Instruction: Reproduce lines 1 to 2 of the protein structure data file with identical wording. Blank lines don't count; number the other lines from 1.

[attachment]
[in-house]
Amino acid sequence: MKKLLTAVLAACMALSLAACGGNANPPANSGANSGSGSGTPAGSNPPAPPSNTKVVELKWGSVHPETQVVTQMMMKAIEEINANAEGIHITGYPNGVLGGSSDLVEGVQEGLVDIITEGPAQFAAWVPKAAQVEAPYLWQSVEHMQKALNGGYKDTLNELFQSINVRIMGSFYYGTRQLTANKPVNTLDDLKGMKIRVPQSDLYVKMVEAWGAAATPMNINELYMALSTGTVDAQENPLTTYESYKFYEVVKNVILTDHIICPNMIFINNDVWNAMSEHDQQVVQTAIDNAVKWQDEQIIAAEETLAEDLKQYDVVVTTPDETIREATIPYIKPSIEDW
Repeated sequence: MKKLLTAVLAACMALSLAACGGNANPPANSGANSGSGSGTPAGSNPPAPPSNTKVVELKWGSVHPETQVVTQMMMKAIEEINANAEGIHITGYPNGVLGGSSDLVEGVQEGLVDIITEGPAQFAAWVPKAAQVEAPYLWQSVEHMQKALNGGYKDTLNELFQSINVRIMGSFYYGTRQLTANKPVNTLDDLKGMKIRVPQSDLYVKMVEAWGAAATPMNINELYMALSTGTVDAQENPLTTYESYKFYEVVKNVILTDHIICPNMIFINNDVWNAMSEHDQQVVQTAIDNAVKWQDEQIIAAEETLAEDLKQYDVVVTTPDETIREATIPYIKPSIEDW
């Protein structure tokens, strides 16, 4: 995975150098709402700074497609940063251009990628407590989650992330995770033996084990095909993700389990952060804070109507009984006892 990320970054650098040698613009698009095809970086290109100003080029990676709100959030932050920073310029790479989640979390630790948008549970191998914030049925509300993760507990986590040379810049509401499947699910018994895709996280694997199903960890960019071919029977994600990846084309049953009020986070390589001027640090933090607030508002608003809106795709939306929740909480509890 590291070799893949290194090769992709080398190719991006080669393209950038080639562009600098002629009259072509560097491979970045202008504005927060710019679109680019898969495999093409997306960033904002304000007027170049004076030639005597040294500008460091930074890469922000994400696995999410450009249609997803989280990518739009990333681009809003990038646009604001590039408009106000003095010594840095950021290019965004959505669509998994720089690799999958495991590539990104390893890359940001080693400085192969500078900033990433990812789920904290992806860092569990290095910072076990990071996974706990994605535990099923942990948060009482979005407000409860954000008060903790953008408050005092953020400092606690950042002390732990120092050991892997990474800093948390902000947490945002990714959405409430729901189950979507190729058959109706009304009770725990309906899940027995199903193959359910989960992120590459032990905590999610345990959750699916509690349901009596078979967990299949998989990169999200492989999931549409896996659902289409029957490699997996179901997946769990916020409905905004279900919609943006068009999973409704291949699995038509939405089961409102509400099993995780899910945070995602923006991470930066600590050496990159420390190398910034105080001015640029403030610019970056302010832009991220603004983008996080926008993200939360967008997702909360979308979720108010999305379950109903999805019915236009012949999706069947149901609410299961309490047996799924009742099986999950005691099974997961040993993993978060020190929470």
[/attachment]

[in-house]
Amino acid sequence: MKKLLTAVLAACMALSLAACGGNANPPANSGANSGSGSGTPAGSNPPAPPSNTKVVELKWGSVHPETQVVTQMMMKAIEEINANAEGIHITGYPNGVLGGSSDLVEGVQEGLVDIITEGPAQFAAWVPKAAQVEAPYLWQSVEHMQKALNGGYKDTLNELFQSINVRIMGSFYYGTRQLTANKPVNTLDDLKGMKIRVPQSDLYVKMVEAWGAAATPMNINELYMALSTGTVDAQENPLTTYESYKFYEVVKNVILTDHIICPNMIFINNDVWNAMSEHDQQVVQTAIDNAVKWQDEQIIAAEETLAEDLKQYDVVVTTPDETIREATIPYIKPSIEDW